Thursday, November 01, 2012
The New Constance Spry Style
I have lived in a high-rise building for some years now, and I love it. Every morning, my newspaper is placed outside of my front door. I have a trash chute conveniently located within reach of my kitchen's service entrance. And what's not to love about having a lobby staffed by somebody 24 hours a day? The one thing I lament about living in a high-rise, though, is that I have no yard from which to clip flowers, leaves, branches, and pine cones for my floral arrangements.
My childhood home's property yielded all kinds of wonderful yet uncomplicated flowers and greenery. There were gardenia, camellias, magnolia and oak trees, and beautiful holly bushes that bore fiery crimson berries come Christmastime. Our property was my mother's floral market, and her arrangements always reflected what was blooming and thriving outdoors. What I remember most, though, was how loose and simple her arrangements were. A single magnolia blossom floating in a silver revere bowl, or branches of copper colored oak leaves perched within an antique glass fish bowl. They weren't studied nor fussed about. These arrangements were as Mother Nature intended, in a way.
When House Beautiful asked that I write a blog post about what the "New Constance Spry Style" means to me, I started to think about Spry's artistic, iconoclastic, and, most importantly, naturalistic floral arrangements. (In case you're not familiar with Spry, she was one of the most noted floral designers of the 20th century. Her arrangements took the fashionable set by storm in the late 1920s and 30s thanks to Spry's then offbeat use of greenery like grasses, leaves, and seed heads.) It occurred to me that after years of living without a yard- and years of relying upon my local grocery store for flowers like lilies, roses, and carnations- that I forgot that arrangements don't have to be tight, compact, and of one variety. After all, our houses aren't one note, so why should our vases of flowers lack diversity? Maybe it is high-time for me to heed Spry's advice and start mixing eucalyptus leaves, kale, or pussy willow into my arrangements. Perhaps I need to tone down the bright colors to which I am attracted and start seeking flowers in shades of dusty greens, soft pinks, and pale gold. Oh, and grass. I need to do as Spry did and add grass to my floral arrangements.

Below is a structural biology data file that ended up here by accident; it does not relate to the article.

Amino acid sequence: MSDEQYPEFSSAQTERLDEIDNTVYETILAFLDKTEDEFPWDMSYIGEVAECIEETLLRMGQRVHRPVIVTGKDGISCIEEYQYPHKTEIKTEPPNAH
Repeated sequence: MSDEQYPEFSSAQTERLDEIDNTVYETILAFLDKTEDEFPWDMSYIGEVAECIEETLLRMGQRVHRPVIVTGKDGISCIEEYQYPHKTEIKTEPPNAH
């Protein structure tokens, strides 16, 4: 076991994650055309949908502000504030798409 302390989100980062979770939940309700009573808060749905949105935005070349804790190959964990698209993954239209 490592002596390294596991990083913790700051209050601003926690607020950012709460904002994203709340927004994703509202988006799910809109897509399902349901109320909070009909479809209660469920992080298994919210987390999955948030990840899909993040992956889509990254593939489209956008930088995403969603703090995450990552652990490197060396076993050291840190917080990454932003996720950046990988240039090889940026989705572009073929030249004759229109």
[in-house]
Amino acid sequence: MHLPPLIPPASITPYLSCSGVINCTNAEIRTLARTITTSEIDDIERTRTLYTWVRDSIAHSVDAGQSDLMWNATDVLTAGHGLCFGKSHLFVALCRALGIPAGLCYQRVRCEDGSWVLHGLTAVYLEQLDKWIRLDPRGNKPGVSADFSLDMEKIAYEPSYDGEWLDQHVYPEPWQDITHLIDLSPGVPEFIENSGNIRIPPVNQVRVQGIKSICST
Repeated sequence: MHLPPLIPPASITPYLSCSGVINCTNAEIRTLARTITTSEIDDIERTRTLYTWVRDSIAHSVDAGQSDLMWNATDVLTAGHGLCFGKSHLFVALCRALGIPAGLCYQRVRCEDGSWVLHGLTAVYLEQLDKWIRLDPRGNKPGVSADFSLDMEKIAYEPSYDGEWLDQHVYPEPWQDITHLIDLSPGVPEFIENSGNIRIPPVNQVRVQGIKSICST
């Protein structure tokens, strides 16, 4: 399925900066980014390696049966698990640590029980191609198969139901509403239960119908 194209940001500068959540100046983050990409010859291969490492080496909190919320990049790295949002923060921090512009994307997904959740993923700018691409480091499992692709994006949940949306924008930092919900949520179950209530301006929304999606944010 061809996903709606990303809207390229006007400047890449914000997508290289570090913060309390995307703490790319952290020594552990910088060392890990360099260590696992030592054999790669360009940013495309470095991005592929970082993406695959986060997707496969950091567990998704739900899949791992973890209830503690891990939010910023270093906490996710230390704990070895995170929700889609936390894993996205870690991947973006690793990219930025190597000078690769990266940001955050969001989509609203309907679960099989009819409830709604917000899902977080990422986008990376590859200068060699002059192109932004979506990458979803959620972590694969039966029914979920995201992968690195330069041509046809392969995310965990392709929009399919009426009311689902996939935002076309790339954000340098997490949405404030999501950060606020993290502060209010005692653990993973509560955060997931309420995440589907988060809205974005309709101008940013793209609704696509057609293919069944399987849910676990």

Well, while I figure out from whose yard I can retrieve this greenery and grass, I leave you with a few photos of arrangements that reflect the spirit and creativity of Spry. They were all done by Michal Evans, one of the foremost floral and event designers in the South. (I consider him to be Atlanta's own Constance Spry.) I crave all of Michal's designs, but what I like about these are their complexity. By building layers of flowers and greenery of different colors, textures, and shapes, Evans has created masterpieces that are artistic, intriguing, and really quite beautiful. More importantly, though, they look like arrangements of which Mother Nature would approve.
*This post will be featured in the December/January issue of House Beautiful.
The photo at top is courtesy of House Beautiful, December/January 2012. The remaining photos courtesy of Michal Evans.